RESIDENTS are against a decision by the Subang Jaya City Council (MBSJ) to turn a 0.28 ha public park in Taman Puchong Intan, Selangor into an open-air parking lot with 107 bays.
“It’s absurd that MBSJ cut down about 30 mature trees and used green space to build a parking lot,” said resident Wong Wai Yein.
“Elderly people and children will be deprived of green space, so important to their well-being,” he said after voicing his objection through a signature campaign.
On the edge of Taman Puchong Intan Phase One’s Jalan Intan 2 Recreational Park is Puchong Intan Apartment with 10 floors and Sri Naga Nageswari Alayam Hindu Temple.
Across the public park are 378 one-story townhouses, 240 walk-up boutique house units, and Surau An-Nur.
On the grounds of the park there are swings and slides for children.
Wong said that by continuing with this project, MBSJ contradicted the UN-Habitat scroll of honor he had received.
In October 2020, MBSJ received the UN-Habitat Scroll of Honor in recognition of its holistic and integrated approach to sustainable urbanization.
Supervisor James Chen, who was met at the site, posted the layout plan.
Environmental engineer Suliman Sa’ari, 45, who visits the park on weekends, said the tree canopies help cool the surrounding residential and commercial areas.
“MBSJ’s act of cutting down trees to remove this public park is destructive in nature.
“A park helps reduce carbon dioxide which drives climate change and causes heat waves,” he said.
Suliman added that the park was important because the Damansara-Puchong highway and the Puchong Barat toll plaza were within a few hundred meters of the green lung, which helped filter harmful carbon emissions from traffic.
Religious school teacher Khadijah Esah Muji, 35, said the public park should be kept.
“Residents heard the sound of a chainsaw and the sound of a tree crashing last week. It made our hearts skip a beat.
“Tall trees provide shade. MBSJ must stop the wanton destruction of a public space,” said Khadijah, who has a five-year-old child with autism.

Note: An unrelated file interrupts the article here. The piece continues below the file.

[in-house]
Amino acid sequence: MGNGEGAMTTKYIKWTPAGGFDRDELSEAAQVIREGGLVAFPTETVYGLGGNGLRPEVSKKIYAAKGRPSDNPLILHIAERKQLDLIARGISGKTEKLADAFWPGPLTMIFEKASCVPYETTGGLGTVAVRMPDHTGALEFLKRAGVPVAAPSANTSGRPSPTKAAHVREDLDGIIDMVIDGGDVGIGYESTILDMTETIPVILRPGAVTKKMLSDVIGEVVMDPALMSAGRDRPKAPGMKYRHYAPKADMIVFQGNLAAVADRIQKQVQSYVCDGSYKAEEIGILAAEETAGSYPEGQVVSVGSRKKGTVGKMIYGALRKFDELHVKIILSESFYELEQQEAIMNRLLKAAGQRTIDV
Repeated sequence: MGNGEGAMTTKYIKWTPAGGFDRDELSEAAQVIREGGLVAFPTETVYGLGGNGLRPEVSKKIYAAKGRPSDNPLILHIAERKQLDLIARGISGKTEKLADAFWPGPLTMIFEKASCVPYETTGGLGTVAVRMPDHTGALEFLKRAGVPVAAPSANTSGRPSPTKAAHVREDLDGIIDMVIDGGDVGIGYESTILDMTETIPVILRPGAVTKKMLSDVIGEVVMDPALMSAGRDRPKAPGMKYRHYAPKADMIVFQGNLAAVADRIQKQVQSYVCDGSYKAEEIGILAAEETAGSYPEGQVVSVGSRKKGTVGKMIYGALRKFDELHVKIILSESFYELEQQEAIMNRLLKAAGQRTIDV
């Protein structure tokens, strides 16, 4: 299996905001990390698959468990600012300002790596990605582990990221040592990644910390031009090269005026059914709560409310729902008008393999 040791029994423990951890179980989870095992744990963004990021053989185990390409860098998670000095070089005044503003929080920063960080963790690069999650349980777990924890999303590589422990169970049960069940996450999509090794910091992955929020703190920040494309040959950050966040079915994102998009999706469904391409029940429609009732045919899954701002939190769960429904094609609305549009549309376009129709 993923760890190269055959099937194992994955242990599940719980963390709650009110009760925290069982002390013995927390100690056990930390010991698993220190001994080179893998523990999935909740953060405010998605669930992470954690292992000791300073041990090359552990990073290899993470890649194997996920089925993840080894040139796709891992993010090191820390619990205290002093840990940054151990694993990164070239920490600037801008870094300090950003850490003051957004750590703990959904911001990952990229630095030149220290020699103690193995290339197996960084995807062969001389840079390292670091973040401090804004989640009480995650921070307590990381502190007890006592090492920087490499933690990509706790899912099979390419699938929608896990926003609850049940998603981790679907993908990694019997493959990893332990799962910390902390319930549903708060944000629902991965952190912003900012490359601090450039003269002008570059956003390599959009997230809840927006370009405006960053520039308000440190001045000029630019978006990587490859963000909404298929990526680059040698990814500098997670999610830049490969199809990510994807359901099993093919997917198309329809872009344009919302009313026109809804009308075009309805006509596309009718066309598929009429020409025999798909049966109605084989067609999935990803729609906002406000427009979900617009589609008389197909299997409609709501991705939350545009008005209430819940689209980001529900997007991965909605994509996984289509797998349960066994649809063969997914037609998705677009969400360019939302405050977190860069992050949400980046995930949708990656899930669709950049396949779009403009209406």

She said the park provided parents with children with special needs with a natural environment that was important to their well-being.
“People’s opinions have not been solicited and that is worrying.
“It erodes public confidence in authorities and elected officials,” she added.
Save Jalan Intan 2 Recreation Park Pro-tem Committee Head S. Deva Varman said majority of Taman Puchong Intan Phase One residents are against the construction of the parking lot at the recreation site.
“On March 30, a two-decade-old yellow flame tree (pelthophorum pterocarpum) in full bloom was felled.
“Residents protested this and it was stopped.
“But on April 6, another tree fell,” he said.
Deva, a sound engineer, said protests against the project were growing, with residents backing an ongoing door-to-door signing campaign.
“Our neighborhood has enough parking spaces.
“We don’t need this project because it will do more harm than good.
“At the public park, we have 11 Yellow Flame trees along with eight mahogany, five coconut and two mango apple trees which also serve as habitat for birds,” Deva said as she hugged a tree in an act of protest.
“MBSJ should not develop this green space.
“During a downpour, rainwater will have nowhere to go except into the drains, which could lead to flash flooding.
“It is crucial to maintain this field in its natural state,” he stressed.
MBSJ Councilor Mohd Fitri Jamaludin, 37, who is in charge of Zone 13 which covers Taman Puchong Intan, Taman Puchong Indah and Taman Puchong Perdana, said he ordered workers to stop cutting down trees and remove all chainsaws.
“I will raise the issue with MBSJ this week,” he said.
Azfarizal Abdul Rashid, Deputy Director of Corporate and Strategic Management Department of MBSJ, confirmed that approval had been given for the construction of 107 public parking spaces in the park.
“Of the total area of 0.28 ha, part of the park will be occupied by the parking lot which will accommodate the residents of the Puchong Intan apartment.
“The balance of 0.1 ha will be left as recreational space,” he said, adding that approval for the project was given on January 26.